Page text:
In the tradition of Joseph Conrad and Herman Wouk comes a gripping, real-life story of men versus the sea—and against the typhoon named Cobra.
In the final year of the Second World War, as the United States Navy fought Japanese forces in the largest sea battle in human history, none could foresee that just a few weeks later the Pacific Fleet would be fighting another foe: the Pacific Ocean itself. At the Battle of Leyte Gulf, the Imperial Japanese Navy had unleashed a new weapon of desperation, the dreaded kamikaze squadrons, in an effort to stave off defeat. Admiral “Bull” Halsey, his reputation clouded after controversial decisions at Leyte, grew obsessed with destroying kamikaze air bases in the Philippines. Meanwhile, a tropical storm in the Pacific was slowly gaining power, unseen, untracked, unsuspected. It was headlong into this storm, dubbed Typhoon Cobra, that Halsey would lead his fleet.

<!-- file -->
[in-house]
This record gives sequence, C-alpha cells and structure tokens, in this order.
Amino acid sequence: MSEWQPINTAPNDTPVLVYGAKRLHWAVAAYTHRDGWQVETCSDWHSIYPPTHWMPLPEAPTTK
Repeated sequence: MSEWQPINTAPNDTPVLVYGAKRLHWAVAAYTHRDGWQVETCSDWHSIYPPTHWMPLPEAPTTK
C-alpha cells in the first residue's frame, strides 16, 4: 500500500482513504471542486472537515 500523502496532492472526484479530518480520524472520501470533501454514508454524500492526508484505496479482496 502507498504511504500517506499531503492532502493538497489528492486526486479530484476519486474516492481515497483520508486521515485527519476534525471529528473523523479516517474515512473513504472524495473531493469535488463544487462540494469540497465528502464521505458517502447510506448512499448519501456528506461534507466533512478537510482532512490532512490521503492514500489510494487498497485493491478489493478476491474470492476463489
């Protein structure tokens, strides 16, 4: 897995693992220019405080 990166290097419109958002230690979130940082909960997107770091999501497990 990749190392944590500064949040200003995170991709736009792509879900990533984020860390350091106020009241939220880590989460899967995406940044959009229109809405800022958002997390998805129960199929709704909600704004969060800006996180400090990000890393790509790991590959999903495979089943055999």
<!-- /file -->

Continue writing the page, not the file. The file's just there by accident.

Sea Cobra tells the dramatic story of the ships and men of the famed Fast Carrier Task Force as fate lands them squarely in the path of this killer typhoon. Using survivors’ interviews and other firsthand accounts, seasoned historian and author Buckner F. Melton Jr. tells the story of a modern fleet encountering one of the most destructive forces of nature. As bomb- and gasoline-laden aircraft carriers—and destroyers critically low on fuel—are overtaken by towering waves and hundred-plus-knot winds, the fleet is pushed to the brink of disaster. Melton recounts the many heroic efforts in the fleet’s struggle to survive, and he also examines the ensuing court inquiry ordered by Admiral Chester Nimitz, as officials sought to make sense of this perilous mission.